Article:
find looks for the named field/key/property in its subject. It also supports multiple fields, “walking” downward through the data structure:

(in home find features above-ground-pool) ;; evaluates to false :(

Clojure pros: the expression (in data find foo bar) is equivalent to (get-in data [:foo :bar]).

Verb: find-each

While calling find with multiple objects will drill down on your data, find-each treats multiple objects as things that should all be returned. You will get a sequence: useful if you want to check that they all exist, call (in _ extract _ _) on them, use them in a map call, etc.

Using our home example:

(in home find-each realtor address) ;; returns '("Dinn Blynn", "403 Cook St")

objects in find-each can themselves be sequences, allowing you to be more specific about what should be in your sequence:

(in home find-each (features second-suite) still-available) ;; returns `(true, true)

Clojure pros: the expression (in data find-each (foo bar) baz) is equivalent to (map #(get-in data %) '([:foo :bar] [:baz])).

Verb: extract

extract is the mirror of find-each: Instead of making a sequence by searching for multiple objects in the same subject, you make a sequence by searching for the same object to multiple subjects. This means the subject part of in must be a sequence.

It’s actually pretty simple. Let’s call the following data `academic-record’ (note that it’s a JSON array, which is a sequence of things):

    "course-name": "Math 201",
    "professor": "Alonzo Church",
    "grades": {
      "final": 92,
      "midterm": 87
    "course-name": "Public Speaking",
    "professor": "Simon Peyton Jones",
    "grades": {
      "final": 80,
      "midterm": 79
    "course-name": "Software Design",
    "professor": "Richard Hickey",
    "grades": {
      "final": 96,
      "midterm": 78,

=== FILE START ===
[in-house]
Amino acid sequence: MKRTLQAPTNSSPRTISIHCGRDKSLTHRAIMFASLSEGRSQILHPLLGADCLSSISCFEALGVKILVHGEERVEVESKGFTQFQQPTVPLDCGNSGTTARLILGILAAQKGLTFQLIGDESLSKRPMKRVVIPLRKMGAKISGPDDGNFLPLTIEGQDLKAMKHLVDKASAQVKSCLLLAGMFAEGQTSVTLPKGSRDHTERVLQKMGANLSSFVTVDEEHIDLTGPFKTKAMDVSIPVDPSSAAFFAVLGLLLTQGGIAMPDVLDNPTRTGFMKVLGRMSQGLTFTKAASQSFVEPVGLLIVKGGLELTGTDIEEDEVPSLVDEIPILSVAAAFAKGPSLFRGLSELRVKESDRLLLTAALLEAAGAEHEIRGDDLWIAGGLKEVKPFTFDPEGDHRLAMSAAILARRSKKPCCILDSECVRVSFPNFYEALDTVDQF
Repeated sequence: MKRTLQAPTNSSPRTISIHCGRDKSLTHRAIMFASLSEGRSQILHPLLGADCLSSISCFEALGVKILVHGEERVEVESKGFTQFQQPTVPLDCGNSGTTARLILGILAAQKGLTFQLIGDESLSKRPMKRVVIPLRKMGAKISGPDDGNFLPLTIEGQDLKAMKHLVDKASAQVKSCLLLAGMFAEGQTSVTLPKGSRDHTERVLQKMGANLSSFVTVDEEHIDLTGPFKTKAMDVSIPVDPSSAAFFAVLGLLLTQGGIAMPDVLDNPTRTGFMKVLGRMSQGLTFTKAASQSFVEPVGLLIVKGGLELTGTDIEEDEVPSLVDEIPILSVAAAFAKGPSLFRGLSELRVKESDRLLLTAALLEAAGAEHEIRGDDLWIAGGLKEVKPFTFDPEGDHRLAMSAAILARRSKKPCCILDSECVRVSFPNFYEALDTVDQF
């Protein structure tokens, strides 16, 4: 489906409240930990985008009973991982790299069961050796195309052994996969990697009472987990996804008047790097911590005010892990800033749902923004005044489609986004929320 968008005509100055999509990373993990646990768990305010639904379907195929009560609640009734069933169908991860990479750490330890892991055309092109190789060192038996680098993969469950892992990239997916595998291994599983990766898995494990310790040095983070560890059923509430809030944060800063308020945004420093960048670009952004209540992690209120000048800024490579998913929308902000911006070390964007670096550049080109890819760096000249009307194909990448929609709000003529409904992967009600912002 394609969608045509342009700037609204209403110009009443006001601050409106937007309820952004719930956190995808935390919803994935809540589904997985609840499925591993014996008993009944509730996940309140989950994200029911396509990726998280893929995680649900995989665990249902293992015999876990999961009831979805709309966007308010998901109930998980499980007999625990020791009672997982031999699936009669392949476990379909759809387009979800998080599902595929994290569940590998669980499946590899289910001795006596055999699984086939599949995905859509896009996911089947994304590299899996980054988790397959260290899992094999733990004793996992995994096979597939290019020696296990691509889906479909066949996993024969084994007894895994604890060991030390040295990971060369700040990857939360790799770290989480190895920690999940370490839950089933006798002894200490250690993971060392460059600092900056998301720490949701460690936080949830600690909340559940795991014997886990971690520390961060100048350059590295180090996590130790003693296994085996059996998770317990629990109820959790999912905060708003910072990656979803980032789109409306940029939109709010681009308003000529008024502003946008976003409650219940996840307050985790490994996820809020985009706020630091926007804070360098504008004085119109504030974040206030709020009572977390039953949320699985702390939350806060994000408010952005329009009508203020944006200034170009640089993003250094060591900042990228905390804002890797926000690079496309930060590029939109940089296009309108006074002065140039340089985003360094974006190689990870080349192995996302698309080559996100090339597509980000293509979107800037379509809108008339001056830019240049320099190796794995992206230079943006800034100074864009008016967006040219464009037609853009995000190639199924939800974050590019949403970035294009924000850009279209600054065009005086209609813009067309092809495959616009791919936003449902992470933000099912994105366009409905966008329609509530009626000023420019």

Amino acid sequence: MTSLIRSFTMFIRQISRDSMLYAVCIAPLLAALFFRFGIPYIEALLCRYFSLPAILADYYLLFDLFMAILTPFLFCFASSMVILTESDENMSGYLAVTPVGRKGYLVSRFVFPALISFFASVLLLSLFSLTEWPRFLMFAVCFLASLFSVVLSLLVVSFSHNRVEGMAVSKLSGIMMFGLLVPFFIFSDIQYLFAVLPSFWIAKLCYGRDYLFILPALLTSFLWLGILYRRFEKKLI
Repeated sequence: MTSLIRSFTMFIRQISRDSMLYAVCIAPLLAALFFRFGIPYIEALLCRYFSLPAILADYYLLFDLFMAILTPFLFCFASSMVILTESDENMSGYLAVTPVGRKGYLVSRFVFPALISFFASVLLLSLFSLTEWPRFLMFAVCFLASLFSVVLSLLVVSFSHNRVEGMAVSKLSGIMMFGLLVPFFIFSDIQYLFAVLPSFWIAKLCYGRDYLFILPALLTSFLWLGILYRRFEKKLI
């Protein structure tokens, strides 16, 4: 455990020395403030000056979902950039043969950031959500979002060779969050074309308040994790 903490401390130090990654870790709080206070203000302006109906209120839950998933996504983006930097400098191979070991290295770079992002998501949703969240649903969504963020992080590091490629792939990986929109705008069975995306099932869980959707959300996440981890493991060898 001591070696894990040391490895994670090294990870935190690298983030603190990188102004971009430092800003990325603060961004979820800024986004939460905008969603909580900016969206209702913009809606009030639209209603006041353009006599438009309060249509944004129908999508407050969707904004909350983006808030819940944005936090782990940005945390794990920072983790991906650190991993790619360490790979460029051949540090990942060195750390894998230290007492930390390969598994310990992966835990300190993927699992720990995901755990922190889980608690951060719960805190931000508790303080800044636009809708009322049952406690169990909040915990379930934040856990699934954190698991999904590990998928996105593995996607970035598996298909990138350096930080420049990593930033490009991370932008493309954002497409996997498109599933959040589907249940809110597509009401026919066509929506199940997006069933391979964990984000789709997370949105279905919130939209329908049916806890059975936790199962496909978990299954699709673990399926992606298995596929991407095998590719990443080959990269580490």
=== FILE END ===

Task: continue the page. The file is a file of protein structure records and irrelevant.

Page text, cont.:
"hammock lab": 99

… And to get our final grades, we would call:

(in academic-record extract grades final) ;; evaluates to '(92, 80, 96)

“But wait,” you say. “The data in my input is a JSON object, not a JSON array!”

Correct (although an array would also be a valid input). But consider the possibility of using extract alongside sequences within your input returned by find, or created with find-each. Suddenly extract is a nice, compact notation for talking about that data.

Clojure pros: the expression (in data extract foo bar) is equivalent to (map #(get-in % [:foo :bar]) data).

Nesting in expressions

in merely expects its subject to be something that can be searched. This can be your input data, or a JSON object returned from another in call. So, returning to our house example, the following is totally valid:

(in (in house find features)
    find second-suite)          ;; evaluates to true

“Don’t do this” goes without saying. Only nest in expressions when it will actually increase clarity. For example, instead of:

(in home find-each (features second-suite)
                   (features above-ground-pool))    ;; evaluates to '(true, false)


(in (in home find features)
        above-ground-pool) ;; evaluates to '(true, false)


A hint for RuleScript beginners: don’t get fancy with in. You can do lots of tricks to nest in expressions together in different forms, but increased complexity means increased difficulty for human readers. Use good taste: break your logic into different rules if you notice your ins getting out of hand.